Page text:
What is a backup worth? Well, in the case of Santa Clara Housing Authority, losing 12% of its backup records was recently called out as costing the agency $600,000.
The Santa Clara Housing Authority recently announced that it had lost 1.6 million records (which constituted about 12%) of its backup records. The agency stated that both a hardware and software backup system failed.
It will cost an estimated $600,000 for a small army of contractors to reconstruct the records and reload the records into its backup system.
The agency has also reached an agreement with the federal government calling out steps to be taken to attempt to insure this type of backup problem won’t happen in the future. Potential remedies include buying up to $1 million worth of new hardware and software, though it’s possible the agency’s vendors may be on the hook for some of those costs.
Vertical Integration, Backup, Archiving, D2D2D, D2D2T, and D2D2x
I’d love to say that this is an isolated incident; however, the truth is that the only thing unusual about this incident is the fact that it occurred at a governmental agency and was disclosed publicly. This kind of thing happens every day. What’s the primary cause? Typically it’s a bunch of well-meaning people who are micro-optimizing various aspects of their backup environment and losing site of their overall backup and disaster recovery architecture. It’s easy to do. After all, if you’re responsible for integration disparate hardware and software solutions, and if you get caught up in worrying about the details of backup and disaster recovery.
This is one of the reasons I’m such a proponent of D2D2x – or disk-to-disk-to-any. This includes disk-to-disk-to-disk, disk-to-disk-to-tape, disk-to-disk-to-cloud.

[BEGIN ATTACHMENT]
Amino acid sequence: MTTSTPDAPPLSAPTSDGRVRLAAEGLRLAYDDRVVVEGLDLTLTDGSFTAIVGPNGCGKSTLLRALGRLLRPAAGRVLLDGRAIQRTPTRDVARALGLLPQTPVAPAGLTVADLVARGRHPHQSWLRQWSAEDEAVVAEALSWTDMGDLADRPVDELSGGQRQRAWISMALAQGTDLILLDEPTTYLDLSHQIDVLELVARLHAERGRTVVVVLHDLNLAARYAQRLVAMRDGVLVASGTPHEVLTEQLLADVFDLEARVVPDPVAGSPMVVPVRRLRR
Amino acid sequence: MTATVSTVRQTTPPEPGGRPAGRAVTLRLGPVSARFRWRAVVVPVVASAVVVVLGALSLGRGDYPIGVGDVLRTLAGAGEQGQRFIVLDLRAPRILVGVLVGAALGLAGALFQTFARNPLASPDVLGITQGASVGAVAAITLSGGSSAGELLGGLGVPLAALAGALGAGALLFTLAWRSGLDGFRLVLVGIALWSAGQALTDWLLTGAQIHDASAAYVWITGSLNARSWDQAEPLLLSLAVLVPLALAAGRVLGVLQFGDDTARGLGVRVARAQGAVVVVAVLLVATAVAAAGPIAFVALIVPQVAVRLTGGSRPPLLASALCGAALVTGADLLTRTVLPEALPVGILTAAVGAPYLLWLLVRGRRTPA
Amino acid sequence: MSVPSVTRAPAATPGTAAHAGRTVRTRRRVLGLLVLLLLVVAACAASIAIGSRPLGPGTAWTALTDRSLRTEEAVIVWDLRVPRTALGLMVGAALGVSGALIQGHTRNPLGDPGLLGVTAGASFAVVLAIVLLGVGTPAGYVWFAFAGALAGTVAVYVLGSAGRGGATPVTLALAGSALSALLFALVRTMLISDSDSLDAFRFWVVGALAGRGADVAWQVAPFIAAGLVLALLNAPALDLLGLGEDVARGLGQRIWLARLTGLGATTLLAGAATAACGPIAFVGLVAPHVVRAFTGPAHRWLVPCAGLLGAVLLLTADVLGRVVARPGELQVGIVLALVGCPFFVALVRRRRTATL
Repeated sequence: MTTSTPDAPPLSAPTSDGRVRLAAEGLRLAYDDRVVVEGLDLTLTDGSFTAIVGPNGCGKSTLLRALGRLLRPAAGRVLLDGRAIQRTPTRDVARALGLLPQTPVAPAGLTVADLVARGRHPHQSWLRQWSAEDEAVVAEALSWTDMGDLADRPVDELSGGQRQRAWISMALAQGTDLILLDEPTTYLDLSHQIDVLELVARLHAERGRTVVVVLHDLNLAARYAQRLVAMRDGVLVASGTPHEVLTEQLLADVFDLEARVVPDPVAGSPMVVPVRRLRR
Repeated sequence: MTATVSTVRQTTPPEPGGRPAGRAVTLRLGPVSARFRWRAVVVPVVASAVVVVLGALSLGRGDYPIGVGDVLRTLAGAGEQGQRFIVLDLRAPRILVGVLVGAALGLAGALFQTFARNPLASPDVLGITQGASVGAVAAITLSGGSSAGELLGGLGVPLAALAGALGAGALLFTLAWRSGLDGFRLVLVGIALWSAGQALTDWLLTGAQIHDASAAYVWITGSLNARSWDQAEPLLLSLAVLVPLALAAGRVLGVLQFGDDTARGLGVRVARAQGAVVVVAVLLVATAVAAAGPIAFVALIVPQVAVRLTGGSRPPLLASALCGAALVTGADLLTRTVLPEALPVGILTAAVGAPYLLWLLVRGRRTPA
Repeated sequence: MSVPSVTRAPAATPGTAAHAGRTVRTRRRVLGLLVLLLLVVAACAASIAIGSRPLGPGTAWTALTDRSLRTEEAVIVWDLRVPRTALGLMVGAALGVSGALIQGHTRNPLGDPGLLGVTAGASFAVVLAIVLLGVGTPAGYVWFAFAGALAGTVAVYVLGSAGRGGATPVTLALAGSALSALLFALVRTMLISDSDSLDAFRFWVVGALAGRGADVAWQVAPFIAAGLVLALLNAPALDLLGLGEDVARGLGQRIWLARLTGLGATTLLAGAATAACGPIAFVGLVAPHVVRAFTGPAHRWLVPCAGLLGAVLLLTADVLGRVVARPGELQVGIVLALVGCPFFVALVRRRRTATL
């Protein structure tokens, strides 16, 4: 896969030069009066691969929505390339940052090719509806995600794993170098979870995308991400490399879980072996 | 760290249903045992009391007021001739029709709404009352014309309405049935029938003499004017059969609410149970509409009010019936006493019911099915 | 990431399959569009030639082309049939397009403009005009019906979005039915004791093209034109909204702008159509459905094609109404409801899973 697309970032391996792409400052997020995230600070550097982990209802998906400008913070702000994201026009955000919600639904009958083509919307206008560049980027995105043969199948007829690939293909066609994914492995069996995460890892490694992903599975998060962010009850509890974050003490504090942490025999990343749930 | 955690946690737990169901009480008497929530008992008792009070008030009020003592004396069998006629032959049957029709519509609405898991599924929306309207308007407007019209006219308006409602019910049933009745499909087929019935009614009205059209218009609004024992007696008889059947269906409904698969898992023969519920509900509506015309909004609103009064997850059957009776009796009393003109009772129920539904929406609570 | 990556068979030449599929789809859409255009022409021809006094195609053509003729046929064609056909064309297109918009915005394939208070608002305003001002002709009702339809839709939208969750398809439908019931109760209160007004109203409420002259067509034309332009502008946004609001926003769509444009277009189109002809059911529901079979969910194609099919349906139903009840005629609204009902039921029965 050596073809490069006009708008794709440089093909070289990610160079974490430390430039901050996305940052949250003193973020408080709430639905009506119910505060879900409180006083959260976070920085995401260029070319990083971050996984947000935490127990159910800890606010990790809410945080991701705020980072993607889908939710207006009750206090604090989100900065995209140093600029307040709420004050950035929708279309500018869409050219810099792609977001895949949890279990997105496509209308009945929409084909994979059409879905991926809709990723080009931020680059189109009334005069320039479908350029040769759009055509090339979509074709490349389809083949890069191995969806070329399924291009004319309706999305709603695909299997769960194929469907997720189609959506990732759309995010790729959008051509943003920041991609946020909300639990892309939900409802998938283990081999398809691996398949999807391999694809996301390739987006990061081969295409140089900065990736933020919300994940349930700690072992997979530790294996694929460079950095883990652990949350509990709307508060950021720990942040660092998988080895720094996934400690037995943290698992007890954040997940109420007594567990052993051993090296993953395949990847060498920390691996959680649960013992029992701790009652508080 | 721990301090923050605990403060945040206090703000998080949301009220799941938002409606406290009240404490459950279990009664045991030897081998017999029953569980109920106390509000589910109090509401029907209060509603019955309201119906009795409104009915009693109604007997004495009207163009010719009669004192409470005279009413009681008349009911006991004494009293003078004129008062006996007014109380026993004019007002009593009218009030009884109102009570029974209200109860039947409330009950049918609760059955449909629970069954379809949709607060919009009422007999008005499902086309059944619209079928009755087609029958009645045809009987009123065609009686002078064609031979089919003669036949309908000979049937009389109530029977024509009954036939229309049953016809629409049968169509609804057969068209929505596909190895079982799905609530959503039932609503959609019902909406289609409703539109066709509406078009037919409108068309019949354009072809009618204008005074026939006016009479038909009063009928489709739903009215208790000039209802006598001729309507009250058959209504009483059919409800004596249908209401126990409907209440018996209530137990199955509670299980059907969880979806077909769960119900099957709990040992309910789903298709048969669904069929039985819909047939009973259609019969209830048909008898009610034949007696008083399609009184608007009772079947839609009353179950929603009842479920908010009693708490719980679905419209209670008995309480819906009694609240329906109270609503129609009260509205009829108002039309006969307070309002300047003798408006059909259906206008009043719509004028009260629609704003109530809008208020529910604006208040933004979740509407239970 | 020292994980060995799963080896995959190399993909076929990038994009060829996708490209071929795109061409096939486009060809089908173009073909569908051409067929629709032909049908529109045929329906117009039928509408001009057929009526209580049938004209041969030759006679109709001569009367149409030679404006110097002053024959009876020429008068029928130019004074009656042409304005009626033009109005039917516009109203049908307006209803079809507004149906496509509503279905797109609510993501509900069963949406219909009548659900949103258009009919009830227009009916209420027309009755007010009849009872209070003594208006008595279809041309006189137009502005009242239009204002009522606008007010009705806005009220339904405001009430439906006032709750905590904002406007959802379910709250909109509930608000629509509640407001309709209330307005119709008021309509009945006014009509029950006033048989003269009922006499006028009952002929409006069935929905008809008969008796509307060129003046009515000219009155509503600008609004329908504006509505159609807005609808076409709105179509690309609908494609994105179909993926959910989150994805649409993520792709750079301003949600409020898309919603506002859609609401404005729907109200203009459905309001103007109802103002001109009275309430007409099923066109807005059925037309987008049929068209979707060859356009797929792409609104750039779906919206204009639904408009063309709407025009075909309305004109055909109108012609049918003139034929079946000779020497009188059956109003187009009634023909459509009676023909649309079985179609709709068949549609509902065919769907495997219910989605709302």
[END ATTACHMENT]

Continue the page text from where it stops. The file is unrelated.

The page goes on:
Quite often people think that D2D2x architectures have to be exclusive – in other words, that when you deploy your backup and disaster recovery architecture you are constrained to choose only a single attribute of D2D2x. It’s not true. What you end up doing is making choices regarding what type of disaster recovery and archiving that you require – and these typically work in concert with each other. So rotational archiving via D2D2D is possible while also working with private single-tenant or public multiple-tenant clouds.
No one likes to see their tax dollars go to waste. And no one believes that any organization, governmental or private, is perfect. So I hope that when it’s all said and done that Santa Clara Housing Authority finds a backup and disaster recovery architecture that offers them the freedom and flexibility to create a solution that ensures enough redundancy such that this type of thing doesn’t occur again.
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